Your hot water heater is probably the most underestimated appliance in your home. Think about it – without your water heater, you don’t have any of these perks:
- Steamy showers
- Warm baths
- Sanitized dishes
- Clean towels and sheets
- Hot water, period.
Given the importance of the water heater, do you really know much about it? We’re here to provide a few things to remember when it comes to replacing, maintaining, and servicing your water heater.
The average lifespan of residential water heaters is between ten and twelve years.
Natural gas and electric water heaters will usually last about a decade before you need to think about replacing the system. If you aren’t sure how old your water heater is, the date the unit was manufactured will be shown in the serial number which can be found on the identification tag on the water heater tank.
Aging water heaters are nothing to mess around with. A water heater that is 10 years or older is at higher risk of springing a leak and leading to water damage to your home. If your water heater sits in your attic or above the bottom floor, the possibility of catastrophic damage rises. Always have your water heater maintenance every year to avoid any leaks from causing damage to your home.
The most typical breakdown of residential water heaters that will require replacement is a leaking tank.
It is a good idea to have your plumbing expert install the water heater in a drain pan with piping that enables the pan to drain outside of your home and minimize the possibility of water damage. Each water heater should have a working and accessible turn-off valve on the inlet water supply to the tank, and a ball-type valve on the gas supply. For electric water heaters, an electrical disconnect should be placed close by.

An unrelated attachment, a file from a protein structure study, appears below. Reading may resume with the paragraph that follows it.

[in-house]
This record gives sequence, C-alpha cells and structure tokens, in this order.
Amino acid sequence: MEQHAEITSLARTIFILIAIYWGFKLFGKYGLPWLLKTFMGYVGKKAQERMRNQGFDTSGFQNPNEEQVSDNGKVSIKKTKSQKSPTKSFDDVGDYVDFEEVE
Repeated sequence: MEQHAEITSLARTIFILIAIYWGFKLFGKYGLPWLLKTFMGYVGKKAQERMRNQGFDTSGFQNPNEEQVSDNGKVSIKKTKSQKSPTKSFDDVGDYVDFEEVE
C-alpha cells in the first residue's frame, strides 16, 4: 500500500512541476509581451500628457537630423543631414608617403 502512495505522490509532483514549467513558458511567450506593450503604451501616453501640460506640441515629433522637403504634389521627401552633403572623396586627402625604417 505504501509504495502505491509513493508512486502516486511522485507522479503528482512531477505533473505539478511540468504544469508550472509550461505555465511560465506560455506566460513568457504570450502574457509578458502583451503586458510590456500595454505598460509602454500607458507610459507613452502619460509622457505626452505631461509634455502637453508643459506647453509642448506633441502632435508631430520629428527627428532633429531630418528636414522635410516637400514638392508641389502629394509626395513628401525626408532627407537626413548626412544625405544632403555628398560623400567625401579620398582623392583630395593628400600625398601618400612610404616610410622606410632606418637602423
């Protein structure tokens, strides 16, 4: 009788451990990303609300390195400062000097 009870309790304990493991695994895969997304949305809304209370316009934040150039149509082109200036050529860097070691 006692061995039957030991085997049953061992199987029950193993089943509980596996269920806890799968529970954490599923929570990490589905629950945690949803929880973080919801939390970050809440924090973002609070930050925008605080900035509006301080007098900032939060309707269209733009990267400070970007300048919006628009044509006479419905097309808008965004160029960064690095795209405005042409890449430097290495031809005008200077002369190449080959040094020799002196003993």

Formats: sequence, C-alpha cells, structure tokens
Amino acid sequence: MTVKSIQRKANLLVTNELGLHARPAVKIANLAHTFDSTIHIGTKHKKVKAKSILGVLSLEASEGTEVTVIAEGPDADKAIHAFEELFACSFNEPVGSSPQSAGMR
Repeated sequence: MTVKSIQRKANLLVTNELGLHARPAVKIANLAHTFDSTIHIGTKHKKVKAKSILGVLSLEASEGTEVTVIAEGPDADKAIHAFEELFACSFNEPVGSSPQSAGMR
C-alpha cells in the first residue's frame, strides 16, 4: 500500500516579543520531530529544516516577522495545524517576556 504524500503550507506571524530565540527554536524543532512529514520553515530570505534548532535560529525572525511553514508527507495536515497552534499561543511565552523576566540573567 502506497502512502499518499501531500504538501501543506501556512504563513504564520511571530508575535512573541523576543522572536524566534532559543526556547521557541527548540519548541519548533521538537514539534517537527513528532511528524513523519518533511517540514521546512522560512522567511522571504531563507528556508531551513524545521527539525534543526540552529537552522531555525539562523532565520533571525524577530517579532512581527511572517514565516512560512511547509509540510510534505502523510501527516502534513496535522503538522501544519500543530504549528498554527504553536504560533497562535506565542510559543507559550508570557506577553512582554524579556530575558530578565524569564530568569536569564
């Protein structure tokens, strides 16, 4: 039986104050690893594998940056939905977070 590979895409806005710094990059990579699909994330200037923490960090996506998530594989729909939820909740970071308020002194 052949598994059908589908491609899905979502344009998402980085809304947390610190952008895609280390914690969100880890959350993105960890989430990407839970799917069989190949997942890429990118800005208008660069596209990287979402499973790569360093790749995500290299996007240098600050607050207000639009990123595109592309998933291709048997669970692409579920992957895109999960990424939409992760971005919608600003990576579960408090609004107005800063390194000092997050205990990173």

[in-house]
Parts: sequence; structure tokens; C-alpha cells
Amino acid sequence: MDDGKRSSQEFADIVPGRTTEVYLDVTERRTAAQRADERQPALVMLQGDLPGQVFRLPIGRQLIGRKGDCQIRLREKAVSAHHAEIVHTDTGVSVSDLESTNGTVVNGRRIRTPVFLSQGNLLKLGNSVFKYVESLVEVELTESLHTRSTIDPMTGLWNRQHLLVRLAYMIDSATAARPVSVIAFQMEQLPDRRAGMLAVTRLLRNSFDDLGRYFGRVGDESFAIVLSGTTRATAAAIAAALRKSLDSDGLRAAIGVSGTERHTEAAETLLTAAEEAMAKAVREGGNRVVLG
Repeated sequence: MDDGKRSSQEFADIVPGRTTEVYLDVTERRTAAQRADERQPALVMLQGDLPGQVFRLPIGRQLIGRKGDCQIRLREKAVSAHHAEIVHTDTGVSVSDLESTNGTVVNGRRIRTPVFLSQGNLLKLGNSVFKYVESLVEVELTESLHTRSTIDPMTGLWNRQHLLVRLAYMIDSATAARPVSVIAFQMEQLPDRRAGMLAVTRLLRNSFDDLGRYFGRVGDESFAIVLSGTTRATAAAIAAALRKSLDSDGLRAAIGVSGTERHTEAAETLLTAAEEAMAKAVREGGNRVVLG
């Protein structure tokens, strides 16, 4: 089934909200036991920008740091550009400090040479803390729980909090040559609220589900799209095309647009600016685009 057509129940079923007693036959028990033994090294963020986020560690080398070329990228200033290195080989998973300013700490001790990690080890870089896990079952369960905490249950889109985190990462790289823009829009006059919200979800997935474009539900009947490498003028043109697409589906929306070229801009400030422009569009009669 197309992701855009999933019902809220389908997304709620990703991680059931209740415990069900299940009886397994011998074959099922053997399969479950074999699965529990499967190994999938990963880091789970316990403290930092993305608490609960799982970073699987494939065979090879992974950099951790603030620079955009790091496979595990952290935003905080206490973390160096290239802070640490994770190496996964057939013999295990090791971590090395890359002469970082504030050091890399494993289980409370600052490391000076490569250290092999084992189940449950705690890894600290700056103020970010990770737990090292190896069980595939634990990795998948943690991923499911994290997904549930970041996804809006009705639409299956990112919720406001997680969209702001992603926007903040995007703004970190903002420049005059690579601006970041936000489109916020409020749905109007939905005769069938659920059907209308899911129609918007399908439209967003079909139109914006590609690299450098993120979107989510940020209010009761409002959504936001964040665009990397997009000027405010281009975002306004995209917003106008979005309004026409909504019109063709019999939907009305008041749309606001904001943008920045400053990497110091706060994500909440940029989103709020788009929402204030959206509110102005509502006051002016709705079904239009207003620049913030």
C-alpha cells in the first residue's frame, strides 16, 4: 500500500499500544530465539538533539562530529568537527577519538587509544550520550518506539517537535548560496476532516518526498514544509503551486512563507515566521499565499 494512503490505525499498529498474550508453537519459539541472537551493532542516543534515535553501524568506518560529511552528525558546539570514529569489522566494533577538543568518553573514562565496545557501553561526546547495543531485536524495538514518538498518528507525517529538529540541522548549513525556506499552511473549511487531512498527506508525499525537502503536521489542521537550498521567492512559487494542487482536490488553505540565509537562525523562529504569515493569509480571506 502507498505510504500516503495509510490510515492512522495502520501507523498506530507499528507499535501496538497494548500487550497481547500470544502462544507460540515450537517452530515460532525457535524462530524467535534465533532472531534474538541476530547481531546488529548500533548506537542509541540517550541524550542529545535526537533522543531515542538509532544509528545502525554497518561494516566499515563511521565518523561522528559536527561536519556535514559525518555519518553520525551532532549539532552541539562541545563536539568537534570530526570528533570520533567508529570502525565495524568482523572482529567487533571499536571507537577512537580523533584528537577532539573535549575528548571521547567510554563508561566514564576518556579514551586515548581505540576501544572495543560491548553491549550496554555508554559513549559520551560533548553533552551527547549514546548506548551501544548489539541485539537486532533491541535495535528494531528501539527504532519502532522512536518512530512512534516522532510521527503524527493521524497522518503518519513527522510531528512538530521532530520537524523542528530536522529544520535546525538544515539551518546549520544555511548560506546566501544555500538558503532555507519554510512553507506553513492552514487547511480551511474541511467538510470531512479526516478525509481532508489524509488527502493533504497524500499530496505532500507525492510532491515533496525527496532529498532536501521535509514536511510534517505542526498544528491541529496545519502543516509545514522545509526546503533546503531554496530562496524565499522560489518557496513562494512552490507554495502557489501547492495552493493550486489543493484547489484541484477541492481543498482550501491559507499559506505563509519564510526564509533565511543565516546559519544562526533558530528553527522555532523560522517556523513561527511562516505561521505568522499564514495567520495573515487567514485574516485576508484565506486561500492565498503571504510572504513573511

If a water heater is “undersized,” particularly a gas water heater, the tank will fail in a shorter time span.
When a gas water heater is regularly depleted of hot water due to significant hot water usage, the gas burner discharges more frequently which can produce heavy condensation on the outside of the tank. The condensation can create more rapid deterioration of the steel tank. Also, the severe heat from the gas burner on the base of the water heater tank can also cause damage to the glass lining on the inside of the tank, which decreases the life expectancy of the water heater.
Water Heater sizing is an essential replacement issue.
The water supply creates pressure for all water heaters, and as water is heated, it grows creating even more pressure. When considering replacement of a water heater, it’s generally better to go with a sizable 50 gallon tank, rather than a 30 or 40 gallon tank, as long as the location will accommodate the larger size. The bigger tank will also give you more hot water capacity.